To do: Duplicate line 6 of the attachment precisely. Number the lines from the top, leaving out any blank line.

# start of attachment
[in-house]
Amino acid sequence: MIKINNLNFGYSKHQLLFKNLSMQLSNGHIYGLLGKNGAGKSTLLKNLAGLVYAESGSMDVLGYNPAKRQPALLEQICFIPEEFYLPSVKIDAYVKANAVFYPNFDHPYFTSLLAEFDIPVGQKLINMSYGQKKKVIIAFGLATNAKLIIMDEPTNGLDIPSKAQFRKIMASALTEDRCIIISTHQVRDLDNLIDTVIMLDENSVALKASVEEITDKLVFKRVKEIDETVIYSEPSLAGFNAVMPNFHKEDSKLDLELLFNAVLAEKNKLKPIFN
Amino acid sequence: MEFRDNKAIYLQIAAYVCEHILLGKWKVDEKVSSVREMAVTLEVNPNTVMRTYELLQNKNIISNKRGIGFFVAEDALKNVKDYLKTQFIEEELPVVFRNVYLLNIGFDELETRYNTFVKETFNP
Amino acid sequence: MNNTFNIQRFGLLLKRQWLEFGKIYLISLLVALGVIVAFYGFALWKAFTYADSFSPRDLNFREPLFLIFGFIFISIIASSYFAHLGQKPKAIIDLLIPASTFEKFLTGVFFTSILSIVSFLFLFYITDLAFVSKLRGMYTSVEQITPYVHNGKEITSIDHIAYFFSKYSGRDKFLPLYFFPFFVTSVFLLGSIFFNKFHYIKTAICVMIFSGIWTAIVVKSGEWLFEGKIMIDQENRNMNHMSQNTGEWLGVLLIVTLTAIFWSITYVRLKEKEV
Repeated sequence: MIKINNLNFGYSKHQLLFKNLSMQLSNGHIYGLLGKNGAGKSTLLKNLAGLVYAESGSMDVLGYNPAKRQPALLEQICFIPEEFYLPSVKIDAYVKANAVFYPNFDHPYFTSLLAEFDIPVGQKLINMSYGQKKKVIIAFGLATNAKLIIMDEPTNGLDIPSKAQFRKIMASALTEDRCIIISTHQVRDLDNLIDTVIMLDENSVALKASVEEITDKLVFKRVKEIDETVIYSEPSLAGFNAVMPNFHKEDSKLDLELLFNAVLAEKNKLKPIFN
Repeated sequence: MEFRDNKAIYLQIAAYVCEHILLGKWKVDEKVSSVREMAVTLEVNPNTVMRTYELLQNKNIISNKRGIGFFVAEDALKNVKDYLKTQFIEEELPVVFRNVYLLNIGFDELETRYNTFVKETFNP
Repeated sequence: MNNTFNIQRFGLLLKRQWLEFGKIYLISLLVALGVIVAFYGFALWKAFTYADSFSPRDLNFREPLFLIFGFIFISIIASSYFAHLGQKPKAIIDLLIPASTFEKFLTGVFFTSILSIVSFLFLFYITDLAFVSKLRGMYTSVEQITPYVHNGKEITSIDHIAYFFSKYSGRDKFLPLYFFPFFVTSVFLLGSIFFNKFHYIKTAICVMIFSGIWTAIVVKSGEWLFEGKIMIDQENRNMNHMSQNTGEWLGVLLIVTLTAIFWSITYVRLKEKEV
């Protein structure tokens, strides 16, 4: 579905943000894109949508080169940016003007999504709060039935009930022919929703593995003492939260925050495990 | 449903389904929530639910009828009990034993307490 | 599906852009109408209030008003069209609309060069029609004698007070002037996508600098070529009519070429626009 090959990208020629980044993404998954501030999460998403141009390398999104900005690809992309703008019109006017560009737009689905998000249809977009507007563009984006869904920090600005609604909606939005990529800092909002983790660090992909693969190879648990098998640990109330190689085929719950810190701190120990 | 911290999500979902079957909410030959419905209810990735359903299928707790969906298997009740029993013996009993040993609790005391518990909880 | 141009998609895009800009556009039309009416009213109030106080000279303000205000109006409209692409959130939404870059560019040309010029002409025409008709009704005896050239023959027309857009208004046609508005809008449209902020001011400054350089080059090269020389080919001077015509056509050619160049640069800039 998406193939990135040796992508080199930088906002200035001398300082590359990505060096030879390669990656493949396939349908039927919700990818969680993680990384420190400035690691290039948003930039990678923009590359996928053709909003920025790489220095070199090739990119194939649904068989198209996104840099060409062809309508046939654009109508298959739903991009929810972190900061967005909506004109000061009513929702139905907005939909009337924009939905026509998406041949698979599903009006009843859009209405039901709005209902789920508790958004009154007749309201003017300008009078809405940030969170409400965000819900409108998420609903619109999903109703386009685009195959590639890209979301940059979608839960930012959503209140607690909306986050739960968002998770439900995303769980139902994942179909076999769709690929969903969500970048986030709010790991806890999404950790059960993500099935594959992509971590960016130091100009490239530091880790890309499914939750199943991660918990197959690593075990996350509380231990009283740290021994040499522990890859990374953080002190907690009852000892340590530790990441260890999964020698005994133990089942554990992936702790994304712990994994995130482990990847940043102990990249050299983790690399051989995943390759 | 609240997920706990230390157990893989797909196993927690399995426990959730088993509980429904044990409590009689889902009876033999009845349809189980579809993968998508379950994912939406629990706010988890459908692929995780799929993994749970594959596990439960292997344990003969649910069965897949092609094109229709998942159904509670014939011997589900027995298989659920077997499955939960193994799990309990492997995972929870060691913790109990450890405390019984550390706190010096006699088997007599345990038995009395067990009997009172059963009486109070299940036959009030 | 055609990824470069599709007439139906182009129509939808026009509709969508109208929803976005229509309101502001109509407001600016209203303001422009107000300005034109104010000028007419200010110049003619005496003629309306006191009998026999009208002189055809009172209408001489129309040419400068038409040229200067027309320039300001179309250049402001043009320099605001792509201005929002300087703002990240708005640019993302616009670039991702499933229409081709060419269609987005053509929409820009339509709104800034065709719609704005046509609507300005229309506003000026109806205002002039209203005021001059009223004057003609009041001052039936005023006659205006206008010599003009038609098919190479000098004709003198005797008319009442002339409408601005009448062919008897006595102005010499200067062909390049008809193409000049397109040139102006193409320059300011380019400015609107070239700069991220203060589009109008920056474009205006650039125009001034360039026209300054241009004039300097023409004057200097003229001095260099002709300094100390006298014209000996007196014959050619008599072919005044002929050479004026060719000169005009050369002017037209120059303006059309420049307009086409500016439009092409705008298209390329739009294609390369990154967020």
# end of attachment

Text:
Repeated sequence: MEFRDNKAIYLQIAAYVCEHILLGKWKVDEKVSSVREMAVTLEVNPNTVMRTYELLQNKNIISNKRGIGFFVAEDALKNVKDYLKTQFIEEELPVVFRNVYLLNIGFDELETRYNTFVKETFNP